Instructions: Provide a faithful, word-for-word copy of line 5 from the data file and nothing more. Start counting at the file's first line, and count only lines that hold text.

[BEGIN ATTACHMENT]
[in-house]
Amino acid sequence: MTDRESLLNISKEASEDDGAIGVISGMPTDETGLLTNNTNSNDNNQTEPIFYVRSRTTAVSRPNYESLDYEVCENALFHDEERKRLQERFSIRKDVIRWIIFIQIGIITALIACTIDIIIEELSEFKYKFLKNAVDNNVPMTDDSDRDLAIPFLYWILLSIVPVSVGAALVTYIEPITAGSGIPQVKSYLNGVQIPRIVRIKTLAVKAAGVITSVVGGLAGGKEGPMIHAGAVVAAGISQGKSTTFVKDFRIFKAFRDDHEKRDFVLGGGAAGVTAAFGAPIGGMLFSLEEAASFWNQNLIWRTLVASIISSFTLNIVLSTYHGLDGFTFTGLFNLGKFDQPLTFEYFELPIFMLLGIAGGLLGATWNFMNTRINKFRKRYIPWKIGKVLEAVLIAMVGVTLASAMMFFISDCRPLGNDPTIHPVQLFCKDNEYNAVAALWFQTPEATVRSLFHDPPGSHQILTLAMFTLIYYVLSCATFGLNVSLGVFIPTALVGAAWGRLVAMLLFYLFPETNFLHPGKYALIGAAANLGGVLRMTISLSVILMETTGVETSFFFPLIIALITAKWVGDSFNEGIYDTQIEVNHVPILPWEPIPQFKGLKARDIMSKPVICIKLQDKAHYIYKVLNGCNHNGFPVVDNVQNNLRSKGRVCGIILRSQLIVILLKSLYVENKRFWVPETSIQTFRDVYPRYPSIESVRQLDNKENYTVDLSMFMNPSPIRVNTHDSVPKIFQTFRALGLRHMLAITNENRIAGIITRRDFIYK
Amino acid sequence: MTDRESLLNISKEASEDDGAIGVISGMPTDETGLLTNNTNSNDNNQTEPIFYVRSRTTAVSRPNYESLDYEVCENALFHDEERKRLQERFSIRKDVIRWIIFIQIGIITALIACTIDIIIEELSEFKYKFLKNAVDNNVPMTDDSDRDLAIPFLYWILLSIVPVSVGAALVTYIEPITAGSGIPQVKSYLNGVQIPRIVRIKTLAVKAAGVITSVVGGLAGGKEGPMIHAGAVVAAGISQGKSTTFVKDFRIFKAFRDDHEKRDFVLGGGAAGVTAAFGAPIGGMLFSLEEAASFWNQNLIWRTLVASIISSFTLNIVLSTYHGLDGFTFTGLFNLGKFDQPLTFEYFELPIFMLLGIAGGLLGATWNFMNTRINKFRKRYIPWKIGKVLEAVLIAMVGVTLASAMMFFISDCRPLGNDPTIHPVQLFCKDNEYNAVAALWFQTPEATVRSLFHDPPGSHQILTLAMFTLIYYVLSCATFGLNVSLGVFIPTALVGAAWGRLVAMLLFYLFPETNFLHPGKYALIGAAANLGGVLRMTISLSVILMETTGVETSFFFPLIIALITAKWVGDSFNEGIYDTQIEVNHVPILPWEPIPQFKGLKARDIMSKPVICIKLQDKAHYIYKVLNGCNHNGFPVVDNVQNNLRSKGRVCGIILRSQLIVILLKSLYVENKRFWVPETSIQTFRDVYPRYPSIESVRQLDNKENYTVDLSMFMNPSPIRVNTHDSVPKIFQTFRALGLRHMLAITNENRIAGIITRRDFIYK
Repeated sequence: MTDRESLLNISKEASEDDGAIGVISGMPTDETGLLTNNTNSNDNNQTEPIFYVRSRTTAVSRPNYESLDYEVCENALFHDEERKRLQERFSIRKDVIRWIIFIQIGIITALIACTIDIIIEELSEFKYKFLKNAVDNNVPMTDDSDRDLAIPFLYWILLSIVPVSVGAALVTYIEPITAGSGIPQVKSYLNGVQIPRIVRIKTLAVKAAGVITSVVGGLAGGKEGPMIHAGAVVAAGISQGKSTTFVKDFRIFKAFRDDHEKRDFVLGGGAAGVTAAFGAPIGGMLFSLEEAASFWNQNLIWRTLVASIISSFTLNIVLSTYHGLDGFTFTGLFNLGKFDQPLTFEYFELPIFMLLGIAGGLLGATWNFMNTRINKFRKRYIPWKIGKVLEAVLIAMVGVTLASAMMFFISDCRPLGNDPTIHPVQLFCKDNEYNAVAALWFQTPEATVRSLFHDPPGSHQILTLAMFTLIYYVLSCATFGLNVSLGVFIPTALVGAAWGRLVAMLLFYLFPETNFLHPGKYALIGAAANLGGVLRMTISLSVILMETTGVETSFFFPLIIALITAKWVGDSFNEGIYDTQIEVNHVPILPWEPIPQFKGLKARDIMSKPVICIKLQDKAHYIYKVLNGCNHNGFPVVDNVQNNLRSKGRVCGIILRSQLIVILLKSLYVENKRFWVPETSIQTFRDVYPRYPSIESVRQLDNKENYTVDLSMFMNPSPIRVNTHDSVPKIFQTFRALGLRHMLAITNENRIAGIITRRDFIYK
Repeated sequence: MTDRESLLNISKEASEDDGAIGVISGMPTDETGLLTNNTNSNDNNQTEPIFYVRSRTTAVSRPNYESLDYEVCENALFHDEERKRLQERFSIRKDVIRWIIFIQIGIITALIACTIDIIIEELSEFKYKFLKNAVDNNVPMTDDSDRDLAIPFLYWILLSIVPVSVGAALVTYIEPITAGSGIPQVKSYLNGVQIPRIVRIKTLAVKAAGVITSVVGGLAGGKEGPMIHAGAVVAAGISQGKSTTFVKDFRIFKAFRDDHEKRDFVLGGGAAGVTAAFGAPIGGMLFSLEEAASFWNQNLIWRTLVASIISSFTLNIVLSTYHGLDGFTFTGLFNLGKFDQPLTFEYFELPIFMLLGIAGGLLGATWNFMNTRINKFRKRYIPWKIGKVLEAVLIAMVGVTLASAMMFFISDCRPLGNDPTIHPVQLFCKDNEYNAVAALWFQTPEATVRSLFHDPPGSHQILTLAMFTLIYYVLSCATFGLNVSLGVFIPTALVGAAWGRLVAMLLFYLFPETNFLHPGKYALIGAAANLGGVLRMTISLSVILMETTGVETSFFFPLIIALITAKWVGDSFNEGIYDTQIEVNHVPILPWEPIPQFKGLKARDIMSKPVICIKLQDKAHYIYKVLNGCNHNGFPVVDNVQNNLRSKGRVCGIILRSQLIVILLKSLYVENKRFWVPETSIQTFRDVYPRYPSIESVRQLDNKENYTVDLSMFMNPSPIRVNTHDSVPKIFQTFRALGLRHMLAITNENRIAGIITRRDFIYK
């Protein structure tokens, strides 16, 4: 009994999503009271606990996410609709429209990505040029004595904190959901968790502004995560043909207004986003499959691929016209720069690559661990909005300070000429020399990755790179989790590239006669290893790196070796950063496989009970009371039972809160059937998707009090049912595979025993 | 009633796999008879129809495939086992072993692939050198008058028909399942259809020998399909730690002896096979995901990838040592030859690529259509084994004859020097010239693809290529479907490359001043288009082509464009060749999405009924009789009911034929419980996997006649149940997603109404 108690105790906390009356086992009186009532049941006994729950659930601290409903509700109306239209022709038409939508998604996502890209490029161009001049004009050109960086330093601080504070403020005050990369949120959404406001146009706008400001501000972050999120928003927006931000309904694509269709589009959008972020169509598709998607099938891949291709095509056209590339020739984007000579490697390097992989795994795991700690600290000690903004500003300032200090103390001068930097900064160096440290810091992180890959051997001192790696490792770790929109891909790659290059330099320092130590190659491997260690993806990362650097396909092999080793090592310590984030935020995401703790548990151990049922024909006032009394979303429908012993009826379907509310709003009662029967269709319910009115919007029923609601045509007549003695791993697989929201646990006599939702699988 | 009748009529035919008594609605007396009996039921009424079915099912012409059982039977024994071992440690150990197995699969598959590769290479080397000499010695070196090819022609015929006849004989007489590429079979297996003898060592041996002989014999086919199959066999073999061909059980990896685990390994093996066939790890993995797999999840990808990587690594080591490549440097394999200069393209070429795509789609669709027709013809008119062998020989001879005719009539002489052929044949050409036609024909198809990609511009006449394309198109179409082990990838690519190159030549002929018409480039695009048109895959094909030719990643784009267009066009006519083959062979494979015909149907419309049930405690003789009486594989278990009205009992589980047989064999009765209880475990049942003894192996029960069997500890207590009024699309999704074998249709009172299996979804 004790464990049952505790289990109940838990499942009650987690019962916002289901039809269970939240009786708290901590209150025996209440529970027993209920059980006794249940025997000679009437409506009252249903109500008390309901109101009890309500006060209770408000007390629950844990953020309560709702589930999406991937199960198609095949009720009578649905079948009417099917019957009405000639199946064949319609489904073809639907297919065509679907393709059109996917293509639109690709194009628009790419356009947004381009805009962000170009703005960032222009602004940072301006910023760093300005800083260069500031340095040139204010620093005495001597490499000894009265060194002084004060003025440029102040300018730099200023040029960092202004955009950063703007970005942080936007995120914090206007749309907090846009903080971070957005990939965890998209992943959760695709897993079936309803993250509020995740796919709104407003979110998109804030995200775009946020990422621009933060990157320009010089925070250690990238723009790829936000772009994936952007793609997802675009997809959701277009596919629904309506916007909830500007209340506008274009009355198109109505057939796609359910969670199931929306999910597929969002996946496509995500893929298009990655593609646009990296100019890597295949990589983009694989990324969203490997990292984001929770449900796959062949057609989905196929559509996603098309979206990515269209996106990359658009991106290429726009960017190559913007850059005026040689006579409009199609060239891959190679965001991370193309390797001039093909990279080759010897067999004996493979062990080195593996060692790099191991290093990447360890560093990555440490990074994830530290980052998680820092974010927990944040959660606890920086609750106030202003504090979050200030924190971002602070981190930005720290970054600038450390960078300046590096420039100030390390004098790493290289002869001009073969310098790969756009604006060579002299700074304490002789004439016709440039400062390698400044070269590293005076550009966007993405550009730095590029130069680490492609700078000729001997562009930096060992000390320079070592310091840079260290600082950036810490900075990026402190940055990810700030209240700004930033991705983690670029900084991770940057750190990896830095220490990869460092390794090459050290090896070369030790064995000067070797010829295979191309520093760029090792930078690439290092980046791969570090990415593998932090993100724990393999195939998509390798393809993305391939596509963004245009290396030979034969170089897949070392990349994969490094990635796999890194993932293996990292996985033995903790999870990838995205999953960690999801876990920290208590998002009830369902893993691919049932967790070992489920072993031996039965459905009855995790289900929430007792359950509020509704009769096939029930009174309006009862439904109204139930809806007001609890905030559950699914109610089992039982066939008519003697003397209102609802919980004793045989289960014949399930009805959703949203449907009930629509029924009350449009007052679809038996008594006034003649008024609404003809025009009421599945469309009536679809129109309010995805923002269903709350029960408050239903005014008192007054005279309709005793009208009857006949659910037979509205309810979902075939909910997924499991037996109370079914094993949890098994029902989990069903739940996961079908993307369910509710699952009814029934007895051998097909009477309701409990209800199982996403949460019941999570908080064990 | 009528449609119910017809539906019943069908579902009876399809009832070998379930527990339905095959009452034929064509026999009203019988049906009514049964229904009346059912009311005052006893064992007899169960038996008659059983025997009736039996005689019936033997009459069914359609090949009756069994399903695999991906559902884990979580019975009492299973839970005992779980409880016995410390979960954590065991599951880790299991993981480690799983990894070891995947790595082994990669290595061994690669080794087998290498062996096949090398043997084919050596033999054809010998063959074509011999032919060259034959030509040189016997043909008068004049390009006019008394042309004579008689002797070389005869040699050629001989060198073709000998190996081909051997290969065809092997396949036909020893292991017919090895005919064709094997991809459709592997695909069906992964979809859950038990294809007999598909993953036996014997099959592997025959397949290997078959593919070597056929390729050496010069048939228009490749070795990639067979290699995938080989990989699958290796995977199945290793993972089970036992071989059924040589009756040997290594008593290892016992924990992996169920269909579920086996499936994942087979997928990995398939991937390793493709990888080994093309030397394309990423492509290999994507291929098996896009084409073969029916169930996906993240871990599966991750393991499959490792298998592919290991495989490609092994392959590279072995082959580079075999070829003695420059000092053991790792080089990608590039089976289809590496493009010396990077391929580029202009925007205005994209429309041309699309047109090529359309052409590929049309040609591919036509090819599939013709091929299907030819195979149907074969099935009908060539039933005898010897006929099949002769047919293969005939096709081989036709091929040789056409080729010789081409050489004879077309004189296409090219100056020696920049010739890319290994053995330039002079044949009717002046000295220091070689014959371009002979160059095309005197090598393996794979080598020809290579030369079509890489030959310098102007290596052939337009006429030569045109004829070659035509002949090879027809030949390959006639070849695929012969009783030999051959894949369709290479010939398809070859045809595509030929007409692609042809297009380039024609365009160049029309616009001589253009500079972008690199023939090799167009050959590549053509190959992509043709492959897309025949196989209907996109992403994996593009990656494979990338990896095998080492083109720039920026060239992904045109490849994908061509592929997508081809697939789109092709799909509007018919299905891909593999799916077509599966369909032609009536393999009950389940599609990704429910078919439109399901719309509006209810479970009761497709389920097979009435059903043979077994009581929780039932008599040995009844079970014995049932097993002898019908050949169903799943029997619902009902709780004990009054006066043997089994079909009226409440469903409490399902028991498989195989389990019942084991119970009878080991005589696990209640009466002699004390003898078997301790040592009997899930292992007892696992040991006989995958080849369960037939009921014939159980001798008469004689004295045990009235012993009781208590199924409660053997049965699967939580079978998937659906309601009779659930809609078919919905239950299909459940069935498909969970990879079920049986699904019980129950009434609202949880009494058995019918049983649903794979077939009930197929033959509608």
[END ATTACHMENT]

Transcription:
Repeated sequence: MTDRESLLNISKEASEDDGAIGVISGMPTDETGLLTNNTNSNDNNQTEPIFYVRSRTTAVSRPNYESLDYEVCENALFHDEERKRLQERFSIRKDVIRWIIFIQIGIITALIACTIDIIIEELSEFKYKFLKNAVDNNVPMTDDSDRDLAIPFLYWILLSIVPVSVGAALVTYIEPITAGSGIPQVKSYLNGVQIPRIVRIKTLAVKAAGVITSVVGGLAGGKEGPMIHAGAVVAAGISQGKSTTFVKDFRIFKAFRDDHEKRDFVLGGGAAGVTAAFGAPIGGMLFSLEEAASFWNQNLIWRTLVASIISSFTLNIVLSTYHGLDGFTFTGLFNLGKFDQPLTFEYFELPIFMLLGIAGGLLGATWNFMNTRINKFRKRYIPWKIGKVLEAVLIAMVGVTLASAMMFFISDCRPLGNDPTIHPVQLFCKDNEYNAVAALWFQTPEATVRSLFHDPPGSHQILTLAMFTLIYYVLSCATFGLNVSLGVFIPTALVGAAWGRLVAMLLFYLFPETNFLHPGKYALIGAAANLGGVLRMTISLSVILMETTGVETSFFFPLIIALITAKWVGDSFNEGIYDTQIEVNHVPILPWEPIPQFKGLKARDIMSKPVICIKLQDKAHYIYKVLNGCNHNGFPVVDNVQNNLRSKGRVCGIILRSQLIVILLKSLYVENKRFWVPETSIQTFRDVYPRYPSIESVRQLDNKENYTVDLSMFMNPSPIRVNTHDSVPKIFQTFRALGLRHMLAITNENRIAGIITRRDFIYK